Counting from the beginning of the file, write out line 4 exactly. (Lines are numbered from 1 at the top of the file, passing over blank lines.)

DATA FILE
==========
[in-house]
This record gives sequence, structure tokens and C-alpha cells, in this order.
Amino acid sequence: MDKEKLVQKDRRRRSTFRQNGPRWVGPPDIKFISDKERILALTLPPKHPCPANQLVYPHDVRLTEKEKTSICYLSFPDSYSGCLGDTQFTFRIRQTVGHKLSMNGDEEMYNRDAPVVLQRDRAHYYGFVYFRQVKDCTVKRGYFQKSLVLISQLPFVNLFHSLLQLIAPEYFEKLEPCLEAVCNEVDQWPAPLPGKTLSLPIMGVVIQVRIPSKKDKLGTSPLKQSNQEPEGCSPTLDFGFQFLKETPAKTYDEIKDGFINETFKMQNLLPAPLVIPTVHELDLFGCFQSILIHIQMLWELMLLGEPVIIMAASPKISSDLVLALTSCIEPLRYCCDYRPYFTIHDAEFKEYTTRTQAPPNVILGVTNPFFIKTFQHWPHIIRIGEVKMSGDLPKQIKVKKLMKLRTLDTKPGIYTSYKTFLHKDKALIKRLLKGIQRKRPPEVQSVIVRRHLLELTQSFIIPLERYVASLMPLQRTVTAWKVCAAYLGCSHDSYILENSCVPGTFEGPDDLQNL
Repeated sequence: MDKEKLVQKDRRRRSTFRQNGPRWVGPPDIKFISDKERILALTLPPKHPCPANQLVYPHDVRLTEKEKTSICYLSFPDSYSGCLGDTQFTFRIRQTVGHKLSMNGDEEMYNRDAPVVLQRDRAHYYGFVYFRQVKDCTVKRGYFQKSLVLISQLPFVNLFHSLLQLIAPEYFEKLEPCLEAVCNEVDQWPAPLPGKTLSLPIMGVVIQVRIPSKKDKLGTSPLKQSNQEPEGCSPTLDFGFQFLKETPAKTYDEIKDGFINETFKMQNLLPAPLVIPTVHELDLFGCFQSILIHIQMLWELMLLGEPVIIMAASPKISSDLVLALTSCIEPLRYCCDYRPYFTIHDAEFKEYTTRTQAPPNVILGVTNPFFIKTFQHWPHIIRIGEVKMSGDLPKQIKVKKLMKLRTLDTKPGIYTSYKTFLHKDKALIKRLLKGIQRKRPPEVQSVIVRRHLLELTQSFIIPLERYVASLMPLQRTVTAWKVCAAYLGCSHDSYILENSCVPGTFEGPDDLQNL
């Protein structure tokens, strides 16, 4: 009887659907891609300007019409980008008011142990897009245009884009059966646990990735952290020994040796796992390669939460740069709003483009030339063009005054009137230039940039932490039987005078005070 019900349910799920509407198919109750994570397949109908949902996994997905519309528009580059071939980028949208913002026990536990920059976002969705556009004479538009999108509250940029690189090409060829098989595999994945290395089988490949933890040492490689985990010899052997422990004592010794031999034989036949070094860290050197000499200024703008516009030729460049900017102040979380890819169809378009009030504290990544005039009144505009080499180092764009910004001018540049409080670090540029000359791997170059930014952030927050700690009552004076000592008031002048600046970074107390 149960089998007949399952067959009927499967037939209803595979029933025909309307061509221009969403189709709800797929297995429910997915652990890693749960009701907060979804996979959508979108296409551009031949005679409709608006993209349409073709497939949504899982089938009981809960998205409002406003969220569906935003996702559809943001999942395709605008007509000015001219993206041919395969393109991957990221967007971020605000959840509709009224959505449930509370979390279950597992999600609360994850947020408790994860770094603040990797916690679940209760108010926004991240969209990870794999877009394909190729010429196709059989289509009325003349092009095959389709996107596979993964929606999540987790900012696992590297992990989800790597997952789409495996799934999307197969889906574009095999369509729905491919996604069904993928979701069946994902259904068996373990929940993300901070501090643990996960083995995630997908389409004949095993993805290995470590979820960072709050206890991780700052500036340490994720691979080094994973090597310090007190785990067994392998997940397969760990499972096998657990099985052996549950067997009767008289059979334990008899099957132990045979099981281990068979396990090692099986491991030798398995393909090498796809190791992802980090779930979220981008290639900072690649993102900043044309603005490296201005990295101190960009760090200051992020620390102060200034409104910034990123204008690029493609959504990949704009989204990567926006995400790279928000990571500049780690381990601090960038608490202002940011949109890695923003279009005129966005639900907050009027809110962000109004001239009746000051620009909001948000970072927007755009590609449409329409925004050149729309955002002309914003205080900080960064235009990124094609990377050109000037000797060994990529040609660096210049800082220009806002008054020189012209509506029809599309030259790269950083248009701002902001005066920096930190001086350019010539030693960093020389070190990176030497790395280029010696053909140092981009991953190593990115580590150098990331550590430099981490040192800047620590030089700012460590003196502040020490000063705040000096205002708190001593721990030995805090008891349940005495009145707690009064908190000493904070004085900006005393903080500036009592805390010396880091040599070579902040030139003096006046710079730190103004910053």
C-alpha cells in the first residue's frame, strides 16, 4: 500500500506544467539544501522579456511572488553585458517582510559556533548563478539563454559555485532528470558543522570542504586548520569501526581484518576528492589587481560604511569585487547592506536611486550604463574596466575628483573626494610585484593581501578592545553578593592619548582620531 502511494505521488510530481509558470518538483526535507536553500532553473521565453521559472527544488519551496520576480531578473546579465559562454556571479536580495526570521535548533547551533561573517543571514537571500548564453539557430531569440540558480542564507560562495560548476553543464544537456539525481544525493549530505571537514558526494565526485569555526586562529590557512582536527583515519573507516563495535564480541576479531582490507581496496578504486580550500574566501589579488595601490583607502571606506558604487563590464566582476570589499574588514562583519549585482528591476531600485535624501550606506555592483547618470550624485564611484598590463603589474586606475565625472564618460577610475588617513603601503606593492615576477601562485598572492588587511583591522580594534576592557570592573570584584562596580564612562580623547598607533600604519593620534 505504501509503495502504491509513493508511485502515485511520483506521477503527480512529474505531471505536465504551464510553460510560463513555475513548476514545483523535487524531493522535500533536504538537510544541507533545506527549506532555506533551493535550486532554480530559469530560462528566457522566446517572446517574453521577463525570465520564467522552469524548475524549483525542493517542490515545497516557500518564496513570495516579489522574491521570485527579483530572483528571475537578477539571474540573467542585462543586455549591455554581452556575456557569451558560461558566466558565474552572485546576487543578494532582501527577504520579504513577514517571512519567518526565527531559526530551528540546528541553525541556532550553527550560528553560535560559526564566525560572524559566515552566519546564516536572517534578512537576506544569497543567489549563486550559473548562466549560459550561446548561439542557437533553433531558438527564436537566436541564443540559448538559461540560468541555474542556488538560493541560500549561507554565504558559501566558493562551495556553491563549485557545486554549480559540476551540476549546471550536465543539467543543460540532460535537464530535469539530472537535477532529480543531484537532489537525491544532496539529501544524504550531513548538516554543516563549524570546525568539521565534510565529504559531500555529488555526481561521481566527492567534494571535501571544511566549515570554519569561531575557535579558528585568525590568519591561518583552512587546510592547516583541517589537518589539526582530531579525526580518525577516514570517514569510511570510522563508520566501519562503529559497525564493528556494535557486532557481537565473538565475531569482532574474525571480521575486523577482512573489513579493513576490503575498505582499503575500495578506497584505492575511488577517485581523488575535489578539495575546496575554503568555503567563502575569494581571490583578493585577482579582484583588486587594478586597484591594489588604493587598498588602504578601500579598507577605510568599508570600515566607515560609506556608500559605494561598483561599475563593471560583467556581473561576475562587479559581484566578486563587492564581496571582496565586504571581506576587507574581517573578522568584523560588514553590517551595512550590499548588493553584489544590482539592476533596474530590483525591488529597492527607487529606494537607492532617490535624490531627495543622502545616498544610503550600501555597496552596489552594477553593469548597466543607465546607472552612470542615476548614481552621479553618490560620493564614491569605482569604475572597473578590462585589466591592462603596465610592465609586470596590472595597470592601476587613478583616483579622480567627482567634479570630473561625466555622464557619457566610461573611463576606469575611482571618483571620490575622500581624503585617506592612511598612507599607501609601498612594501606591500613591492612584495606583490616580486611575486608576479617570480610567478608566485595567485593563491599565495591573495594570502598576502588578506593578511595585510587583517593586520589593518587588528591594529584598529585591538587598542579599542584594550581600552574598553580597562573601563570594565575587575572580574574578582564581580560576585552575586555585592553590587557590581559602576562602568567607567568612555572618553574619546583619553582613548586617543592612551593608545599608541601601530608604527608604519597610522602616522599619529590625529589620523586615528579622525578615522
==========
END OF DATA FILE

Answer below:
Repeated sequence: MDKEKLVQKDRRRRSTFRQNGPRWVGPPDIKFISDKERILALTLPPKHPCPANQLVYPHDVRLTEKEKTSICYLSFPDSYSGCLGDTQFTFRIRQTVGHKLSMNGDEEMYNRDAPVVLQRDRAHYYGFVYFRQVKDCTVKRGYFQKSLVLISQLPFVNLFHSLLQLIAPEYFEKLEPCLEAVCNEVDQWPAPLPGKTLSLPIMGVVIQVRIPSKKDKLGTSPLKQSNQEPEGCSPTLDFGFQFLKETPAKTYDEIKDGFINETFKMQNLLPAPLVIPTVHELDLFGCFQSILIHIQMLWELMLLGEPVIIMAASPKISSDLVLALTSCIEPLRYCCDYRPYFTIHDAEFKEYTTRTQAPPNVILGVTNPFFIKTFQHWPHIIRIGEVKMSGDLPKQIKVKKLMKLRTLDTKPGIYTSYKTFLHKDKALIKRLLKGIQRKRPPEVQSVIVRRHLLELTQSFIIPLERYVASLMPLQRTVTAWKVCAAYLGCSHDSYILENSCVPGTFEGPDDLQNL